Returning to the question of a stable community of professional musicians, I would like to ask a question. What if, for the sake of argument, you are the great professional your pastor hired to begin a sacred music program and you have turned a really solid group of amateur singers into a semi-professional church choir that sings every Sunday and Holy Day between September and Corpus Christi? Is your choir a stable community? I would answer that you have accomplished something to be very proud of, but you still haven’t arrived at the point of being a stable community. Your choral foundation needs permanence. Even if your parish has a full time salary in the budget and you plan to be at your parish for the rest of your life, your work hasn’t been made permanent. What if your pastor moves and the new pastor cuts the music budget in half? What if you keep your great pastor but there is a recession and your budget gets cut anyway? What if you have to move? Is the program and budget sufficient to entice a replacement to your location? I have known of more than one excellent program succumb to similar circumstances.
There are a couple of solutions to these cunnundrams. If you work in a larger parish or cathedral setting one possibility is to endow your music program. Another possibility, and one that is probably more feasible in the smaller parish, is to establish your choral program as a separate non-profit. This will make sure you can continue to operate your program and GROW your program into an actual choral foundation without the intrusion of often well meaning people who nevertheless place other priorities, like air-conditioning and parking, before those of a great program of sacred music. The goal is to create an institution.
Lastly, I think a community of professional musicians, a family of musicians we might say, who are dedicated to the craft of sacred music, should be open to new musical life. What I mean by this is that there should be a commitment toward the formation of new musicians, and this is why a chorister program for children is essential to any choral foundation. It is a wonderful thing if your parish or cathedral possesses a fine choir capable of tackling all sorts of repertoire, but you need to pass on this craft or it will die, no matter how beautifully your choir sings or how often it sings. There are all kinds of challenges to working with children, but there are great rewards, too, especially when one comes to you and announces she has been inspired to enter the field of sacred music.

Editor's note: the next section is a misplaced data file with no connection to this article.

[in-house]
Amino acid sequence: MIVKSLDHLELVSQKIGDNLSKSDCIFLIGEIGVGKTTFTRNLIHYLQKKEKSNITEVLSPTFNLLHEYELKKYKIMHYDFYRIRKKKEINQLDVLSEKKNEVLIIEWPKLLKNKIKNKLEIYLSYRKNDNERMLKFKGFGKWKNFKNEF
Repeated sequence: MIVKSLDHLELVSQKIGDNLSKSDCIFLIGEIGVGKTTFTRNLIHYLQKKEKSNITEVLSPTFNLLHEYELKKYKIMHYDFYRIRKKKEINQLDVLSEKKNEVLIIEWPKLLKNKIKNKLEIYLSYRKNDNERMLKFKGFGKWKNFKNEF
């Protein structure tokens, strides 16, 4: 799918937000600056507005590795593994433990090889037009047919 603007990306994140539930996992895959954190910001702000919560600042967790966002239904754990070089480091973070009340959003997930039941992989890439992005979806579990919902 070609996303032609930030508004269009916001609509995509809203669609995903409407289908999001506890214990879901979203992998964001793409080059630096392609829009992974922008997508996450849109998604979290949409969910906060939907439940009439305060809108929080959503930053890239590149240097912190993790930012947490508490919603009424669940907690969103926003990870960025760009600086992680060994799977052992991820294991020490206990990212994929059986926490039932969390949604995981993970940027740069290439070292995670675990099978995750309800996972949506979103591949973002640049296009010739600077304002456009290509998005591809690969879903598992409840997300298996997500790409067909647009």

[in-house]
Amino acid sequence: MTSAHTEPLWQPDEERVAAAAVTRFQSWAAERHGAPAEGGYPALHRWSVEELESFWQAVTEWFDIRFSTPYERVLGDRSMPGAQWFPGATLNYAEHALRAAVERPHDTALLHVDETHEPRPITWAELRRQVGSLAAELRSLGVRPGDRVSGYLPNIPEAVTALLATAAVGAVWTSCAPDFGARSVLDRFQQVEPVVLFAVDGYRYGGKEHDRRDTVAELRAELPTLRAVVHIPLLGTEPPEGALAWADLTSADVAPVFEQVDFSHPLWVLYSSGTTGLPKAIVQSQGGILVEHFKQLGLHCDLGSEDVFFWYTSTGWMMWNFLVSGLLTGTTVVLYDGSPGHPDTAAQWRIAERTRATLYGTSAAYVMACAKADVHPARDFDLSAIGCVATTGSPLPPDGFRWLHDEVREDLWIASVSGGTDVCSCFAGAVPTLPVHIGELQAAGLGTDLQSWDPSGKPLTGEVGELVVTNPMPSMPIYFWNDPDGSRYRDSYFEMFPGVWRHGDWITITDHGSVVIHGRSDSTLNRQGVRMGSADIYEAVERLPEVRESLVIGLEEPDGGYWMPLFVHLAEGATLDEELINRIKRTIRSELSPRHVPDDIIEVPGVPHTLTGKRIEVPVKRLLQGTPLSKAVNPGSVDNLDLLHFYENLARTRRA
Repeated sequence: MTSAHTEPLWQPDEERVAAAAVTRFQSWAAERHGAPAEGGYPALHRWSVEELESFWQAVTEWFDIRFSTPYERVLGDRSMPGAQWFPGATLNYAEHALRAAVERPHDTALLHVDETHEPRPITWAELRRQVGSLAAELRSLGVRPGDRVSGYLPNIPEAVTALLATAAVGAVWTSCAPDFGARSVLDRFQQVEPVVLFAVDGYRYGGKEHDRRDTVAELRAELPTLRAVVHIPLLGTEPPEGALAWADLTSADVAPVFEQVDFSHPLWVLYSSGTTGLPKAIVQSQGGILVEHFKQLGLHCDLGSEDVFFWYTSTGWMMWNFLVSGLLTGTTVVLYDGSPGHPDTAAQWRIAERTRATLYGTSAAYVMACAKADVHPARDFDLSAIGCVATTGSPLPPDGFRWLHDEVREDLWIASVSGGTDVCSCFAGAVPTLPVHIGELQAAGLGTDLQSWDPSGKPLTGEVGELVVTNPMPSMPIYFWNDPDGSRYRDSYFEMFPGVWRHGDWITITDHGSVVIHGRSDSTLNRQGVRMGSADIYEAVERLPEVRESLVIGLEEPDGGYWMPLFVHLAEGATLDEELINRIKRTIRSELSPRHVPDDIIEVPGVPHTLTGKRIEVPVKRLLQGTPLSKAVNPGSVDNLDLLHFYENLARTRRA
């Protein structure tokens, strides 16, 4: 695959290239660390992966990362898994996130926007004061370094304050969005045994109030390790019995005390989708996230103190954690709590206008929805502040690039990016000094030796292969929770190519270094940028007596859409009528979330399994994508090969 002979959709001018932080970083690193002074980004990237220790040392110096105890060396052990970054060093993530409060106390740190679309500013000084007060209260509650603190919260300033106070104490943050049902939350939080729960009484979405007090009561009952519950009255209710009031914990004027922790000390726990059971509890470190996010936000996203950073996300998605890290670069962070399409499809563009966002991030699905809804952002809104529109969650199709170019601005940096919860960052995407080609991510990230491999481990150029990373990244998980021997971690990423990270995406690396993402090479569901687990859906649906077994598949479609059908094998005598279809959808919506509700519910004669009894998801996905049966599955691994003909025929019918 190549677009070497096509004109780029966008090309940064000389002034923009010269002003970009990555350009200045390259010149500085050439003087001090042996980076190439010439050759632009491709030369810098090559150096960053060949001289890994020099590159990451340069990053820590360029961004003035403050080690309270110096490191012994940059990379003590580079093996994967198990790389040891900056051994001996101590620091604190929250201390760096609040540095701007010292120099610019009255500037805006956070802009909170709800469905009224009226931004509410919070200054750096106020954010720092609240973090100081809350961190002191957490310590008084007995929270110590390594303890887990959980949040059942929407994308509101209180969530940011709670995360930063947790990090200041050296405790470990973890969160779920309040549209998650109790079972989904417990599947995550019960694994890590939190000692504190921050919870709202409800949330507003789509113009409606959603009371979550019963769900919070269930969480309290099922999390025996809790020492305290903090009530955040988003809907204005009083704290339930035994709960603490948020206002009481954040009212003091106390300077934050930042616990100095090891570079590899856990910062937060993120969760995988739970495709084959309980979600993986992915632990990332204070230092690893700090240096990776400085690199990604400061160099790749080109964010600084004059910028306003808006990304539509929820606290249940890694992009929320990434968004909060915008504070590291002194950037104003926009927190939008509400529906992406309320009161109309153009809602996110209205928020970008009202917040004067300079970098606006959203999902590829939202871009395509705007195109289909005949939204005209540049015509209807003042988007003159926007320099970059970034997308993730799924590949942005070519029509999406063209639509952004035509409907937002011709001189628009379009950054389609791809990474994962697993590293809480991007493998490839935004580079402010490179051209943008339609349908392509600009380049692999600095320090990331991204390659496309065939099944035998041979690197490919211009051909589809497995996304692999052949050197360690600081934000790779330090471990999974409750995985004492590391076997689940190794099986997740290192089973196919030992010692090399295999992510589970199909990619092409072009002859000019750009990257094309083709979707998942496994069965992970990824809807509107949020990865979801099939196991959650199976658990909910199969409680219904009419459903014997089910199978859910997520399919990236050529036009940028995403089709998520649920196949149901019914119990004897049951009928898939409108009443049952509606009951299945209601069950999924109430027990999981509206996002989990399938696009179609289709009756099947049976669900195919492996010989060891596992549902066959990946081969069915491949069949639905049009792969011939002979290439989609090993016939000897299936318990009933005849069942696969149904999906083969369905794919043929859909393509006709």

Learning the Craft of Sacred Music
We marvel at the skills of organists such as Olivier Larry and James David Christie, or great choirs like the Madeleine Cathedral Choir or St. Paul’s, Harvard Square, because they make what they do look so easy, but the reality is very different. It has taken them years of practice to arrive at such a place. If you ever hope to start a great choral foundation, you must acquire the mentality and habit of constantly teaching all those who sing or work for you (and learning just as much from them in return). In order to raise a choir to the point where it is able to chant the full Ordinary and Propers of the Mass beautifully and tackle the great choral repertoire of the Catholic Church, you will have to train your musicians, even the best of them. For example, I am not aware of an organist training program in the US that actively trains organists to accompany Gregorian chant. I have also encountered a number of professional singers who struggle to sight-read music, whether modern or square note. When you train children you have to teach all of this from scratch. Hopefully you will also inspire others to take up the work that you yourself do.